Mexico City, Mexico — Mexico along with Canada and possibly other countries, could be exempt from import duties on steel and aluminum planned by the United States for reasons of national security, the White House said Wednesday.
“We expect the president to sign something before the end of the week and there are possible exclusions for Mexico and Canada for national security, and possibly other countries for the same,” White House spokeswoman Sarah Sanders told reporters.
In an interview with Bloomberg, Treasury Secretary Steven Mnuchin said that the administration is drafting the official documentation for tariffs and that they could be announced as early as Thursday or Friday.
Mnuchin refused to discuss any specific country that may be exempt from tariffs on the basis of national security.
It is expected that on Thursday, no later than Friday, President Trump will enact the law that sets tariffs on imports of steel and aluminum.
Earlier, President Donald Trump’s chief of trade said the administration is willing to exempt other countries besides Mexico and Canada from the planned rates for aluminum and steel that have generated concern about the start of a trade war.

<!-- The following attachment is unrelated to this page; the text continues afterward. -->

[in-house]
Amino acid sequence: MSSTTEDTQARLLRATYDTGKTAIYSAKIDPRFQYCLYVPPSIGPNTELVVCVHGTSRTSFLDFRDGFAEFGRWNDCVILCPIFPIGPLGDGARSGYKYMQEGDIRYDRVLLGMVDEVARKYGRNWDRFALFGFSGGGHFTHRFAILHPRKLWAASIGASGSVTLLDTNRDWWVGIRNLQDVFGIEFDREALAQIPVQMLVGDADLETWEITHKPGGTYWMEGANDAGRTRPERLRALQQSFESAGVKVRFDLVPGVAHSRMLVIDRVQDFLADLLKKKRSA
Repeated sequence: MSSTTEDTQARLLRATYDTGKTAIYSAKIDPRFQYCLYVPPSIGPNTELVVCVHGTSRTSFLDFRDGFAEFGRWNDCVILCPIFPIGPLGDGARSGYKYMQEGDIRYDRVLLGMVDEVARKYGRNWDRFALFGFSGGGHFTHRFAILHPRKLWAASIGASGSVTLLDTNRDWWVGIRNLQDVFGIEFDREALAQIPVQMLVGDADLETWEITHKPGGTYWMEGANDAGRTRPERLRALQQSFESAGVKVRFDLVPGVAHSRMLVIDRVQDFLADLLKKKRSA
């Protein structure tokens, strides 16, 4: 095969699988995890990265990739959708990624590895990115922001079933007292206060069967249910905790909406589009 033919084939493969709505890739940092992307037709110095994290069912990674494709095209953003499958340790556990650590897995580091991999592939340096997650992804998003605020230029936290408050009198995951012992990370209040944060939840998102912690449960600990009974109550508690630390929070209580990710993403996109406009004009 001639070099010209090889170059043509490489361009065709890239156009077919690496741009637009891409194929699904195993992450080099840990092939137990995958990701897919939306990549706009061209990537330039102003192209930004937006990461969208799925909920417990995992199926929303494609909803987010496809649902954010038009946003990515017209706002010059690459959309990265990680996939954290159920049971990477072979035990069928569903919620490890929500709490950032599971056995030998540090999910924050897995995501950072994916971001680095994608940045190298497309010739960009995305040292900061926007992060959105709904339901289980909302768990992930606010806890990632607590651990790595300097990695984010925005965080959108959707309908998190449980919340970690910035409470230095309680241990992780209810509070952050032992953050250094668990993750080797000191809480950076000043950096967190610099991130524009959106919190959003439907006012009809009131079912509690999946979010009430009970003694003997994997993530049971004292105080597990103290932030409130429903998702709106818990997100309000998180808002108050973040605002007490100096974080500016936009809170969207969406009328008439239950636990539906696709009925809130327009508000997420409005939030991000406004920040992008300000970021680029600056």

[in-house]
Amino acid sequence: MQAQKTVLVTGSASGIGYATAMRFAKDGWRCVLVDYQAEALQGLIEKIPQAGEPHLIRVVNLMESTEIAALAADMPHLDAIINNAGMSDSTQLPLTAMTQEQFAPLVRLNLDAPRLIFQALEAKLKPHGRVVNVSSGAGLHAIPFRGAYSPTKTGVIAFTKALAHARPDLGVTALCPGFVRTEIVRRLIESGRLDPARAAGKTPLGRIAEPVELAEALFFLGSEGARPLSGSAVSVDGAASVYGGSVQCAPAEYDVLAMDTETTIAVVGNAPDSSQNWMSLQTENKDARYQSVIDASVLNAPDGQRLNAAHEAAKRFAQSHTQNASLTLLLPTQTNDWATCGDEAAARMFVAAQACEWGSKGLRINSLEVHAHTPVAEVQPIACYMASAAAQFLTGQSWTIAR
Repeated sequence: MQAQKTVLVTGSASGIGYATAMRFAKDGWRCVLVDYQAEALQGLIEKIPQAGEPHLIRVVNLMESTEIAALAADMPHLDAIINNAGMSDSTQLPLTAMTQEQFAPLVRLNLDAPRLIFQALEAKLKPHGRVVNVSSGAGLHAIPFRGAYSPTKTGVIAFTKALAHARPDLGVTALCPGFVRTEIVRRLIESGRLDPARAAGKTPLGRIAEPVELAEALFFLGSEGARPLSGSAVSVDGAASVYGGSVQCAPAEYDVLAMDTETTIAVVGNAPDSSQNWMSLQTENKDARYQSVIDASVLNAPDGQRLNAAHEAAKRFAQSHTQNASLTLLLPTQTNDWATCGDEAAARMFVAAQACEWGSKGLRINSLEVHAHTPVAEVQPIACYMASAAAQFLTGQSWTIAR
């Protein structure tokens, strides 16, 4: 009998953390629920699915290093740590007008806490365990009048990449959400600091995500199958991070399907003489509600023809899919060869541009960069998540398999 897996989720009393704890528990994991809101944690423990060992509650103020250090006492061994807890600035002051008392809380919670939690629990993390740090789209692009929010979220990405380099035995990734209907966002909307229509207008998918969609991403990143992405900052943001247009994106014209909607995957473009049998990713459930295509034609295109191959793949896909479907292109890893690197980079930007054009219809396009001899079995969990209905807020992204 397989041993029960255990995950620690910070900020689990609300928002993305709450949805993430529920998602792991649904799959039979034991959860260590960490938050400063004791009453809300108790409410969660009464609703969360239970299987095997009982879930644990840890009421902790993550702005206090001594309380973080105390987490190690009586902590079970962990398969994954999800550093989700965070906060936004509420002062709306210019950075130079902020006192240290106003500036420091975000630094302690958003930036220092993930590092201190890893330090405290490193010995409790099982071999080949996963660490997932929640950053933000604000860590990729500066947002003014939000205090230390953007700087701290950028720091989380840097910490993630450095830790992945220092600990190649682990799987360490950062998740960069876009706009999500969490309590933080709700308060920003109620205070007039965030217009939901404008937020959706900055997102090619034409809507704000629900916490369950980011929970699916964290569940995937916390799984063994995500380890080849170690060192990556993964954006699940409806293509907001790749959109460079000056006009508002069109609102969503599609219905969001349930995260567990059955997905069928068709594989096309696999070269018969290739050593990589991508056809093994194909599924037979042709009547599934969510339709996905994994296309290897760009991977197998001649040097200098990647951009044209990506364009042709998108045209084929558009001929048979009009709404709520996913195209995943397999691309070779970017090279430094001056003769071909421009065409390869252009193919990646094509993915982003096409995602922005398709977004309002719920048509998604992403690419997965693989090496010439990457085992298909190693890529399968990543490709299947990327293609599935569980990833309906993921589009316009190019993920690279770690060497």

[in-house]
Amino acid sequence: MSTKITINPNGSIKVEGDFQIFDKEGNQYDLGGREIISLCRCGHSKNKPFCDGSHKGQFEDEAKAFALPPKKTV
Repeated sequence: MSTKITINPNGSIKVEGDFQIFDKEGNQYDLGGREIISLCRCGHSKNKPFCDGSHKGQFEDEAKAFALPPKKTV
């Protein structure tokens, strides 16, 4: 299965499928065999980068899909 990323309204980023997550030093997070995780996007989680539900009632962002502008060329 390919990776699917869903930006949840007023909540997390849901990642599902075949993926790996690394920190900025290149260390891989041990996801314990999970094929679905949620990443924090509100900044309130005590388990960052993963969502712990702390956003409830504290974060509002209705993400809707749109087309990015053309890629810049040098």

Ross cited a statement earlier in the week when Trump said he would be willing to exempt Mexico and Canada in exchange for cooperation in the Nafta renegotiations.
The Commerce Secretary said Trump would not have indicated his willingness to exempt Mexico and Canada in exchange for cooperation to update NAFTA if he wanted to “blow up the world.”
Ross spent the morning doing media rounds to counter the idea that the new tariffs would trigger a global trade battle.
“The president said that if we can fix something with Canada and Mexico they will be exempt. It is not inconceivable that others can be exempt on a similar basis,” Ross said.